Automakers and technology developers are making bold claims about the capabilities of their prototype self-driving vehicles, but the path towards a fully autonomous ecosystem will be a long one.
When it comes to hardware and software, small-scale trials, projects and pilots are in focus at the moment. Most players agree roughly on the key ingredients needed for these vehicles to perform, such as deep learning, artificial intelligence, connectivity, sensors, LiDAR, mapping technology, etc. But the development of the vehicle is just the start.
Be it in the lab, on a test track or a public road, accumulating test miles is essential. Much of the testing under way today is conducted on closed facilities, as nobody wants to make mistakes in public.
Geographical features as well as the culture of driving vary widely around the world, and programming an AV to drive in London is not the same as programming it to drive in Las Vegas or Beijing
Michigan’s Mcity is one of the largest testing facilities specifically designed to evaluate autonomous functionality and it keeps a close lid on what goes on there. Notably, a team of university researchers at the facility has been developing a concept for an autonomous certification test procedure, which could eventually be used to grant fully autonomous vehicles (AV) the equivalent of today’s driving licence.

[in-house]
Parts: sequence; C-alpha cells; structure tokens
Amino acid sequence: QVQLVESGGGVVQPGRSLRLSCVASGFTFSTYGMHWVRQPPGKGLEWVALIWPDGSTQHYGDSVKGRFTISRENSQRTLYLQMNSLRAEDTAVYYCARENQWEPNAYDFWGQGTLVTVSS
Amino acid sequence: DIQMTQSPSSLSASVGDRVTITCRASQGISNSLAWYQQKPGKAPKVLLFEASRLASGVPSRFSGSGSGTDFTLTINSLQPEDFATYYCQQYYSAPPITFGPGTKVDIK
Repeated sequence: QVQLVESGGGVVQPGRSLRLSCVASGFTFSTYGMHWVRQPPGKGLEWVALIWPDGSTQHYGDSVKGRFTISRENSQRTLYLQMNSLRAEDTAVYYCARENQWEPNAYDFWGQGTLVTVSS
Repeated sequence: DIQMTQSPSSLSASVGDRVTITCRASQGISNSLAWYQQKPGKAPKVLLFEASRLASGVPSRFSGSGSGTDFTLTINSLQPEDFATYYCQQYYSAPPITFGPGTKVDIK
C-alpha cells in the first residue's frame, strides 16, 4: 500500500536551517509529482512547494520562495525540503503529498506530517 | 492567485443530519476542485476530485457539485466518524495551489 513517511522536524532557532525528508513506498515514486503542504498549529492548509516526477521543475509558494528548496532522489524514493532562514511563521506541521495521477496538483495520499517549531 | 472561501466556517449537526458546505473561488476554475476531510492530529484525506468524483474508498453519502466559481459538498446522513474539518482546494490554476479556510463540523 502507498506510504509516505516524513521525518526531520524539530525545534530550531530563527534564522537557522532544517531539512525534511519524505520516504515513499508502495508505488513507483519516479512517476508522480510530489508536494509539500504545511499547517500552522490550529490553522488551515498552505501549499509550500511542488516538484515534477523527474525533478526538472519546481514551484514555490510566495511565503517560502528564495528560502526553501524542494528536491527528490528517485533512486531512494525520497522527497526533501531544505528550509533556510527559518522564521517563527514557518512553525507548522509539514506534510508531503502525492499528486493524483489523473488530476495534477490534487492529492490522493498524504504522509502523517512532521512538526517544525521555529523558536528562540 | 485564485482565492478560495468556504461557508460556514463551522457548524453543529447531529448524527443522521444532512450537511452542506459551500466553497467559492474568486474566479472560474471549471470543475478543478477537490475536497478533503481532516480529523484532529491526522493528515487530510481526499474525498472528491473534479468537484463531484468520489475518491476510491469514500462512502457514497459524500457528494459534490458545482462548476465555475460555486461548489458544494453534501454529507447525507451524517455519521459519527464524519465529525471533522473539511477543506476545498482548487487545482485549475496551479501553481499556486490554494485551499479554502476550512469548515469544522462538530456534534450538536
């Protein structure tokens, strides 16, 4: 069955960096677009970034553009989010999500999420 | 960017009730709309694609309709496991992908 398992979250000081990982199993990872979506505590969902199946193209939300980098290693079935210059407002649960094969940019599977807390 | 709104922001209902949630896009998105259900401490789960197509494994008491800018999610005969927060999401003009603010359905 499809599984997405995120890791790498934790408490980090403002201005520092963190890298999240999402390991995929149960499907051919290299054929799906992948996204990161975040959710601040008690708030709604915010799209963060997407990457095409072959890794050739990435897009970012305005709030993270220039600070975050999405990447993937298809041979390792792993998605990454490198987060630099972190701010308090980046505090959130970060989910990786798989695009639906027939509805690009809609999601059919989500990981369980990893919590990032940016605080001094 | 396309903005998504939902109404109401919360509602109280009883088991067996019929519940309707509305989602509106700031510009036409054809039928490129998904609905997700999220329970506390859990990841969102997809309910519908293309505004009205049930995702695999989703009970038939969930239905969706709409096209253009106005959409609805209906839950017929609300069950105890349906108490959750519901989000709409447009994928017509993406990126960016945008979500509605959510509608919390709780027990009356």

But will a one-size-fits-all AV licence cut it in a future of self-driving cars? Geographical features as well as the culture of driving vary widely around the world, and programming an AV to drive in London is not the same as programming it to drive in Las Vegas or Beijing. At some point, AVs may be certified for limited use within a specific geographic region. Will the agency that does that also be responsible for monitoring their ongoing road worthiness during their years of use?
There is no law instructing vehicles to avoid running over wildlife, but imagine the public reaction if these vehicles start mowing down pets
Aside from the technical aspects of safe deployment, there is the regulatory framework to put in place to address both liability responsibilities. Who is responsible for an AV when there’s a collision or malfunction? This is a new area of law that’s raising issues with no precedent.
The law will also need to delve into ethical questions in a new way. Forget the runaway trolley dilemma; there are plenty of more mundane and more likely instances to consider. For instance, how do you programme AVs to deal with the roadway challenge of seasonal toad crossing? There is no law instructing vehicles to avoid running over wildlife, but imagine the public reaction if these vehicles start mowing down pets.
These are just a handful of the numerous changes and challenges that need to be considered when laws previously written for humans are applied to machines. To read more about what will be required in this journey towards autonomy, download Automotive World‘s Special Report: The Path to the Autonomous Car.